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Bill Watterson

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Bill Watterson
Bill Watterson
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William B. "Bill" Watterson II (born July 5, 1958) is the author of Calvin and Hobbes. He was author and artist during the strip's decade-long run. Calvin and Hobbes abruptly ceased publication in 1995 when Watterson decided to retire. He is now removed completely from the public eye, and is reluctant to take interviews, preferring to let his work speak for itself.

Early life

Watterson was born in Washington, D.C., where his father, James G. Watterson (1932 - ), worked as a patent examiner while going to law school, until becoming a patent attorney in 1960. The family moved to Chagrin Falls, Ohio when Bill was six years old; his mother, Kathryn, became a city council member. He has a younger brother, Tom, who is a high school teacher in Austin, Texas.

In 1980, Watterson graduated from Kenyon College in Gambier, Ohio with a degree in political science. Immediately, the Cincinnati Post offered him a job drawing political cartoons for a six-month trial period. Watterson was however denied further employment beyond the trial period. At some point, he picked up a job designing advertisements, which he supposedly "detested".

During this time turned his attention to being a self-employed cartoonist. He once was approached with a offer to create a strip featuring the character of a robot with a propeller on his head, which had a huge licensing program planned with plush toys. He didn't decide to work said character into the strip of what would become "Calvin and Hobbes" as he was offended working on a character that wasn't his own and creating a strip just for advertising. He thus returned once again to designing advertisements for a while.

He attempted six concepts for a cartoon strip, all of which were rejected. His seventh attempt, "Calvin and Hobbes" was his first success.

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Calvin and Hobbes

Calvin and Hobbes was first published on November 18, 1985 to great public approval. During its run, Watterson became known for battling against the arbitrary structure publishers imposed on newspaper cartoons and the limited size of contemporary comic strips. Watterson managed to get an exception to this constraint for Calvin and Hobbes, allowing him to draw his Sunday cartoons the way he wanted. In many of them the panels overlap or contain their own panels; in some of them the action takes place diagonally across the strip.

While it was considered that Calvin and Hobbes would become animated, Watterson decided against it for a combination of factors; being against merchandizing, concern about hearing Calvin speak would water down the strip, and having to work with a multitude of animators and producers. Ultimately, Bill Watterson stated he takes pride in the strip being a "one-man business".

Caricature of Bill Watterson
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In a brief letter newspaper editors made public November 9, 1995, Watterson announced his retirement:

Dear Editor:
I will be stopping Calvin and Hobbes at the end of the year. This was not a recent or an easy decision, and I leave with some sadness. My interests have shifted however, and I believe I've done what I can do within the constraints of daily deadlines and small panels. I am eager to work at a more thoughtful pace, with fewer artistic compromises. I have not yet decided on future projects, but my relationship with Universal Press Syndicate will continue.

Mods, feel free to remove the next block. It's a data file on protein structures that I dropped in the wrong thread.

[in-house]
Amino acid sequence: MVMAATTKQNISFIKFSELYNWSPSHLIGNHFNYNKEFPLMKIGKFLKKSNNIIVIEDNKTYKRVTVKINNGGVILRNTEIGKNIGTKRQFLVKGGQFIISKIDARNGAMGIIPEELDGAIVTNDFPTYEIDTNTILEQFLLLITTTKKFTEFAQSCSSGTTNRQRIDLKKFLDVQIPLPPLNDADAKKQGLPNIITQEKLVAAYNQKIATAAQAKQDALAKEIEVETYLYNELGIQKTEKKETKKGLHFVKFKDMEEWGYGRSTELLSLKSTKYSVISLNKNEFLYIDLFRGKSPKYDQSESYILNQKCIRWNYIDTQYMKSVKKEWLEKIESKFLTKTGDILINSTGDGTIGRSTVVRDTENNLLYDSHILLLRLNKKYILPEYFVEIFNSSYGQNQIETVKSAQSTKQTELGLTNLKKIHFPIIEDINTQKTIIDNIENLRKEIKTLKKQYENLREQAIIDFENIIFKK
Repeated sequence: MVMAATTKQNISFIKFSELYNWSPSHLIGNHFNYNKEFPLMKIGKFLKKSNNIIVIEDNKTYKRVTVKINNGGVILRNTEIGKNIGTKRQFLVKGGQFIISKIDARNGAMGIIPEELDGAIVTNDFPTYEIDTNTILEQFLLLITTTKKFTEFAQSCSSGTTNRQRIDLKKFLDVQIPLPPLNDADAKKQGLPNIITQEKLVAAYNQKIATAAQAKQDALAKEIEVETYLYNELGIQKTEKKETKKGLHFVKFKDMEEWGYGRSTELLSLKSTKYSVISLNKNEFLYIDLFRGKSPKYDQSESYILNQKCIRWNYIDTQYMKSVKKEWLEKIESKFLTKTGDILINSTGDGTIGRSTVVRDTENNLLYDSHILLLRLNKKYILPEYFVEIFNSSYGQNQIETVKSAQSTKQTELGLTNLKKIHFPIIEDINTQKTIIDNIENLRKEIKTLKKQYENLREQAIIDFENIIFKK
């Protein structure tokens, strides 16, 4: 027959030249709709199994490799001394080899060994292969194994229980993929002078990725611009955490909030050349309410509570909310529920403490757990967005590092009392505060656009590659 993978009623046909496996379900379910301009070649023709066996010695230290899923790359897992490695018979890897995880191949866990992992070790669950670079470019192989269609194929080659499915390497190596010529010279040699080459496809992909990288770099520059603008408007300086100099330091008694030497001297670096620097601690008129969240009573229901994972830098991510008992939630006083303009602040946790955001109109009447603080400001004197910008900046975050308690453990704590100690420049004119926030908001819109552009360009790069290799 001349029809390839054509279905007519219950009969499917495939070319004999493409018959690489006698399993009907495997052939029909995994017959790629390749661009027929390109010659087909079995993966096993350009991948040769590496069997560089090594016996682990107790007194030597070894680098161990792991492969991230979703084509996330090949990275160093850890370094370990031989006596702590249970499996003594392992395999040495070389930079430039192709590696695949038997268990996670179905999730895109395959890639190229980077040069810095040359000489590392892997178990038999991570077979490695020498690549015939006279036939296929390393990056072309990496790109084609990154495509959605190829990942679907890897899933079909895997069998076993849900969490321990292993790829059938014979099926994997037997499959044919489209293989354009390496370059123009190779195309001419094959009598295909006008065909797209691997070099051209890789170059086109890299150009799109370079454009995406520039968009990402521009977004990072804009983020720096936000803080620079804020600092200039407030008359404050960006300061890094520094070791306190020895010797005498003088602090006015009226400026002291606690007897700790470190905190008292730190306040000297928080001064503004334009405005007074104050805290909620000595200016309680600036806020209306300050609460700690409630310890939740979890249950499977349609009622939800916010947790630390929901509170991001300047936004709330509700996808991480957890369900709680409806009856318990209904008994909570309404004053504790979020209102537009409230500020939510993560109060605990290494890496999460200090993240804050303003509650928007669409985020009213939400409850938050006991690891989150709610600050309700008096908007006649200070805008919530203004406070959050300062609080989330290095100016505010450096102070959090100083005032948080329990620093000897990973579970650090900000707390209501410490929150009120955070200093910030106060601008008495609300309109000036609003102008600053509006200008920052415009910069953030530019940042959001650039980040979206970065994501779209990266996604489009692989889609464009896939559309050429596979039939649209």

That so many newspapers would carry Calvin and Hobbes is an honor I'll long be proud of, and I've greatly appreciated your support and indulgence over the last decade. Drawing this comic strip has been a privilege and a pleasure, and I thank you for giving me the opportunity.
Bill Watterson

The last strip of Calvin and Hobbes was published on December 31, 1995. Since retiring, Bill Watterson has taken up painting, often drawing landscapes of the woods with his father. He has also been learning about music. He has also published several anthologies of Calvin and Hobbes strips. He tries to avoid the public eye and many newspapers have tried but failed to contact him. He felt that comic strips were a form of art and that they were being undermined. He also wanted to change the Sunday Strip format and felt like he was being pressured by deadlines.

Maxim is one publication that attempted to interview him and failed (it would have been highly unlikely for Watterson to accept being interviewed by a raunchy magazine like Maxim given his past insistence that Calvin & Hobbes are not meant to be associated with vulgarity). In their October 2005 issue, they stated their failure was that Watterson requested that Universal Press Syndicate not forward any fan mail.

In comparison to other cartoonists, Watterson has had notable similarities. Like Charles Schultz, he never had any assistants on the daily strip, unlike many cartoonists whose works continue as "zombie strips" after the cartoonist's death, being taken over by assistants ghostwriting as the original cartoonist. However, both strips from Schultz and Watterson are published today as reruns.

Watterson is married to a woman named Melissa, to whom he dedicated one of his Calvin and Hobbes books(another being to his brother Thomas). Since his retirement from Calvin and Hobbes, the couple has had a daughter, named Violet.

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